Program in Recovery

THIS ELECTION YEAR, the Bush Administration seems anxious to buff its environmental record, even at the cost of giving credit to Bill Clinton.

On April 30, the U.S. Environmental Protection Agency (EPA), Washington, D.C., issued a final rule amending its Comprehensive Procurement Guideline (CPG) by designating seven new items that are or can be made with recovered materials.

The CPG implements portions of the Resource Conservation and Recovery Act (RCRA), and complies with an executive order, “Greening the Government Through Waste Prevention, Recycling and Federal Acquisition,” signed in 1998 by then-President Clinton. RCRA and the executive order require the EPA to specify items made from materials recovered from solid waste and to recommend practices that federal, state and local agencies can use to procure these items. Under RCRA, when the EPA designates an item, any procuring agency that uses federal funds to buy that item must look for the highest percentage of recovered materials practicable.

The newly designated items include modular threshold ramps, nonpressure pipe, roofing materials, office furniture, rebuilt vehicular parts, bike racks and blasting grit. At the same time, the EPA has revised the designations for cement and concrete, railroad grade crossing surfaces and polyester carpet. For cement and concrete, the EPA now is adding cenospheres and silica fume as recovered material options. Recovered wood and plastic now are deemed acceptable for rail crossings, while polyester carpet is designated for moderate end-uses only, as defined by the Carpet and Rug Institute, Dalton, Ga.

Section 6002 of RCRA identifies the procuring agencies subject to the federal buy-recycled program: any federal agency; any state or local agency using appropriated federal funds for procurement; or any contractors of these agencies who are procuring these items for contracted work they perform and are using federal money to do so. These agencies are subject to the requirements only when their purchase of designated items amounts to at least $10,000 in a year.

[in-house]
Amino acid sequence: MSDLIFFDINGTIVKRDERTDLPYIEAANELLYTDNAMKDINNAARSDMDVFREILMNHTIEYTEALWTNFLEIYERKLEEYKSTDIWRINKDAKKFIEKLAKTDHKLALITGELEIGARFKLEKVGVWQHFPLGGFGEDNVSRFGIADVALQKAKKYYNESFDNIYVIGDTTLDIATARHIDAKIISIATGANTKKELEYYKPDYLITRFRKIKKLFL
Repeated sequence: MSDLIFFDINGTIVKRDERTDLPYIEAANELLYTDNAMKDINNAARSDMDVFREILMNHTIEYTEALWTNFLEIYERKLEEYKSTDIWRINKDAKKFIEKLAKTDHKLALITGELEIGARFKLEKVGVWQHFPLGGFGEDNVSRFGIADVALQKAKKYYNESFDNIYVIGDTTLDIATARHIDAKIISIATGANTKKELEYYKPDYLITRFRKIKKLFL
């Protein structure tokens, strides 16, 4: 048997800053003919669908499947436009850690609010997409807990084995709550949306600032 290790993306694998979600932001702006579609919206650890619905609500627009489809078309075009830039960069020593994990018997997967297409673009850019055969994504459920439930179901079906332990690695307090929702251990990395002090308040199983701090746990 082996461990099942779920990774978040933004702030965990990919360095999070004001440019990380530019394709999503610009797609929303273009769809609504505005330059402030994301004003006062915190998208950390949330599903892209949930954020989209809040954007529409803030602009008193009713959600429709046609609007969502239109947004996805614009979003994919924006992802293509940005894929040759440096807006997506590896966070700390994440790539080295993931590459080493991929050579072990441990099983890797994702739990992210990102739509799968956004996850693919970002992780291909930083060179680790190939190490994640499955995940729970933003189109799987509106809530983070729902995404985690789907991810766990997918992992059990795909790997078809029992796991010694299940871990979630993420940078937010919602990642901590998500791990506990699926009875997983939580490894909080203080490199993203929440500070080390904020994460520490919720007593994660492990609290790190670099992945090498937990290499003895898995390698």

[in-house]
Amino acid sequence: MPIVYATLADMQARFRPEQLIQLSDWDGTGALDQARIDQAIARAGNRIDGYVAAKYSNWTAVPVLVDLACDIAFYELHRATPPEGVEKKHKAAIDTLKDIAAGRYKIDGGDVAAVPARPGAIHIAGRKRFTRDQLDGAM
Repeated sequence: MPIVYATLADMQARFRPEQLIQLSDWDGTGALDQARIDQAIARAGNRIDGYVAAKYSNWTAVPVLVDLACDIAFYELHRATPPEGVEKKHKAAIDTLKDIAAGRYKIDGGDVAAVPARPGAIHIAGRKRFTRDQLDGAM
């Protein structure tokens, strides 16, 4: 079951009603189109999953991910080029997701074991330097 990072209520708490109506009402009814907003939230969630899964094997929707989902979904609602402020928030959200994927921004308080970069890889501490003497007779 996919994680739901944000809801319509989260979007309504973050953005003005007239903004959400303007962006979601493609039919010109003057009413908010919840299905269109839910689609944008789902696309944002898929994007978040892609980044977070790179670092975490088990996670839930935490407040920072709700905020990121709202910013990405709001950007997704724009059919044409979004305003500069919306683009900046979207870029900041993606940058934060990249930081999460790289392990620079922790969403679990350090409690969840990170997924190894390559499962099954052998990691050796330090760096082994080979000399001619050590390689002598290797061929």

The EPA estimates that the rule will apply to 35 federal agencies, all states and territories, some 1,900 local governments, and about 1,000 contractors. EPA concludes that the economic impact on small businesses will not be significant. The agency notes an exception for purchases that are “incidental to” the purposes of the contract — that is, not the direct result of the funds disbursement. For example, a waste disposal contractor at a federal facility is not required to purchase re-refined oil and retread tires for its fleet because the purchases of these items are incidental to the contract's purpose.

Between 1983 and 1989, the EPA issued five guidelines for the procurement of products containing recovered materials. These products included cement and concrete containing fly ash, paper and paper products, re-refined lubricating oils, retread tires and building insulation. The first CPG was published in 1995. It established eight product categories and designated 19 new items in those categories.